Blog
About

  • Record: found
  • Abstract: not found
  • Article: not found

The extant liverwort Gackstroemia (Lepidolaenaceae, Porellales) in Cretaceous amber from Myanmar

Read this article at

ScienceOpenPublisher
Bookmark
      There is no author summary for this article yet. Authors can add summaries to their articles on ScienceOpen to make them more accessible to a non-specialist audience.

      Related collections

      Most cited references 28

      • Record: found
      • Abstract: found
      • Article: not found

      Southern hemisphere biogeography inferred by event-based models: plant versus animal patterns.

      The Southern Hemisphere has traditionally been considered as having a fundamentally vicariant history. The common trans-Pacific disjunctions are usually explained by the sequential breakup of the supercontinent Gondwana during the last 165 million years, causing successive division of an ancestral biota. However, recent biogeographic studies, based on molecular estimates and more accurate paleogeographic reconstructions, indicate that dispersal may have been more important than traditionally assumed. We examined the relative roles played by vicariance and dispersal in shaping Southern Hemisphere biotas by analyzing a large data set of 54 animal and 19 plant phylogenies, including marsupials, ratites, and southern beeches (1,393 terminals). Parsimony-based tree fitting in conjunction with permutation tests was used to examine to what extent Southern Hemisphere biogeographic patterns fit the breakup sequence of Gondwana and to identify concordant dispersal patterns. Consistent with other studies, the animal data are congruent with the geological sequence of Gondwana breakup: (Africa(New Zealand(southern South America, Australia))). Trans-Antarctic dispersal (Australia southern South America) is also significantly more frequent than any other dispersal event in animals, which may be explained by the long period of geological contact between Australia and South America via Antarctica. In contrast, the dominant pattern in plants, (southern South America(Australia, New Zealand)), is better explained by dispersal, particularly the prevalence of trans-Tasman dispersal between New Zealand and Australia. Our results also confirm the hybrid origin of the South American biota: there has been surprisingly little biotic exchange between the northern tropical and the southern temperate regions of South America, especially for animals.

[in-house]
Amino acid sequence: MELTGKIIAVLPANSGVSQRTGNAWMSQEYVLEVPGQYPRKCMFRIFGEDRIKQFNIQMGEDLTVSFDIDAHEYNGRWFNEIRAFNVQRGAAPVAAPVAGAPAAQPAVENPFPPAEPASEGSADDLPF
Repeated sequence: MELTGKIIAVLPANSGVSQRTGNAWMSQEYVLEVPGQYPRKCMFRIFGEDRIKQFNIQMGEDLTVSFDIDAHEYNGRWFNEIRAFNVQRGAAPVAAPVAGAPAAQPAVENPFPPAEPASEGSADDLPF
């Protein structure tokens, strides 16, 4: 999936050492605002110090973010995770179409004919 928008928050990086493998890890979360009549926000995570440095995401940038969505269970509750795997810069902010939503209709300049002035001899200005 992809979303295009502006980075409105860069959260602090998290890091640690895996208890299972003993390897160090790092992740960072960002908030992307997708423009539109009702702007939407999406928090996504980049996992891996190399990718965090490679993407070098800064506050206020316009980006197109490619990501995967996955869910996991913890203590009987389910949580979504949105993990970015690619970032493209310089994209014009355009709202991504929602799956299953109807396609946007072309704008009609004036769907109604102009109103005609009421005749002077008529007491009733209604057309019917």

Bookmark
        • Record: found
        • Abstract: not found
        • Article: not found

        Angiosperm Biogeography and Past Continental Movements

          Bookmark
          • Record: found
          • Abstract: not found
          • Article: not found

          Fossiliferous Cretaceous Amber from Myanmar (Burma): Its Rediscovery, Biotic Diversity, and Paleontological Significance

            Bookmark

            Author and article information

            Journal
            Review of Palaeobotany and Palynology
            Review of Palaeobotany and Palynology
            Elsevier BV
            00346667
            April 2014
            April 2014
            : 203
            :
            : 48-52
            10.1016/j.revpalbo.2014.01.004
            © 2014

            Comments

            Comment on this article